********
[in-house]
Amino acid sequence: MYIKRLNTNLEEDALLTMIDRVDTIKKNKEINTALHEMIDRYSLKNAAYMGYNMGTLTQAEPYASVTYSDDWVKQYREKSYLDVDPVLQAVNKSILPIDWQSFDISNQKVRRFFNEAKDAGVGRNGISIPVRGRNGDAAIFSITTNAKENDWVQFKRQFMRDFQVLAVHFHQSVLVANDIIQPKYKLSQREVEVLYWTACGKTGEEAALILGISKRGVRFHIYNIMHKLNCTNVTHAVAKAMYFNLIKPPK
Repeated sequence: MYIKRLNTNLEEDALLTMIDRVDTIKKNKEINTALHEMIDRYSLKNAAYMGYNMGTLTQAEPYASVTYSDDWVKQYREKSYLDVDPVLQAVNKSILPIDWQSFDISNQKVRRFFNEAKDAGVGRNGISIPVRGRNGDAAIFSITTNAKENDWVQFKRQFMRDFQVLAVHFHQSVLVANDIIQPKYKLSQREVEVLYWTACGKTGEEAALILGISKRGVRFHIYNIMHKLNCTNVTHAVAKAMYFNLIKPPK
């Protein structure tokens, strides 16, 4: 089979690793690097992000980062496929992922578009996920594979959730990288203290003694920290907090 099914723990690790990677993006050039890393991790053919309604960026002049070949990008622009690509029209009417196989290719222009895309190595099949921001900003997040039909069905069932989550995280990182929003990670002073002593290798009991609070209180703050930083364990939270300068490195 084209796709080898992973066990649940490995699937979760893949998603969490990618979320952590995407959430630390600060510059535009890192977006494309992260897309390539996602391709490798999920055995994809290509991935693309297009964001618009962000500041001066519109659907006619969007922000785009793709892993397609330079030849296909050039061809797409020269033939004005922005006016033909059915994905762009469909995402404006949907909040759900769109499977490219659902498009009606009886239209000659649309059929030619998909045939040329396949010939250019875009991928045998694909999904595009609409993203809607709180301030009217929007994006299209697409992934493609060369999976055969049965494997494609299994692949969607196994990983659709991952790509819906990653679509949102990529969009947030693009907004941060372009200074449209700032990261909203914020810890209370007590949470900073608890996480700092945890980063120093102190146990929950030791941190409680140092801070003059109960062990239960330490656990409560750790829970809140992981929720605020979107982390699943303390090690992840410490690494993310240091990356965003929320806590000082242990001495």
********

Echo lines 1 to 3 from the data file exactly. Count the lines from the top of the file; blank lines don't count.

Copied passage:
[in-house]
Amino acid sequence: MYIKRLNTNLEEDALLTMIDRVDTIKKNKEINTALHEMIDRYSLKNAAYMGYNMGTLTQAEPYASVTYSDDWVKQYREKSYLDVDPVLQAVNKSILPIDWQSFDISNQKVRRFFNEAKDAGVGRNGISIPVRGRNGDAAIFSITTNAKENDWVQFKRQFMRDFQVLAVHFHQSVLVANDIIQPKYKLSQREVEVLYWTACGKTGEEAALILGISKRGVRFHIYNIMHKLNCTNVTHAVAKAMYFNLIKPPK
Repeated sequence: MYIKRLNTNLEEDALLTMIDRVDTIKKNKEINTALHEMIDRYSLKNAAYMGYNMGTLTQAEPYASVTYSDDWVKQYREKSYLDVDPVLQAVNKSILPIDWQSFDISNQKVRRFFNEAKDAGVGRNGISIPVRGRNGDAAIFSITTNAKENDWVQFKRQFMRDFQVLAVHFHQSVLVANDIIQPKYKLSQREVEVLYWTACGKTGEEAALILGISKRGVRFHIYNIMHKLNCTNVTHAVAKAMYFNLIKPPK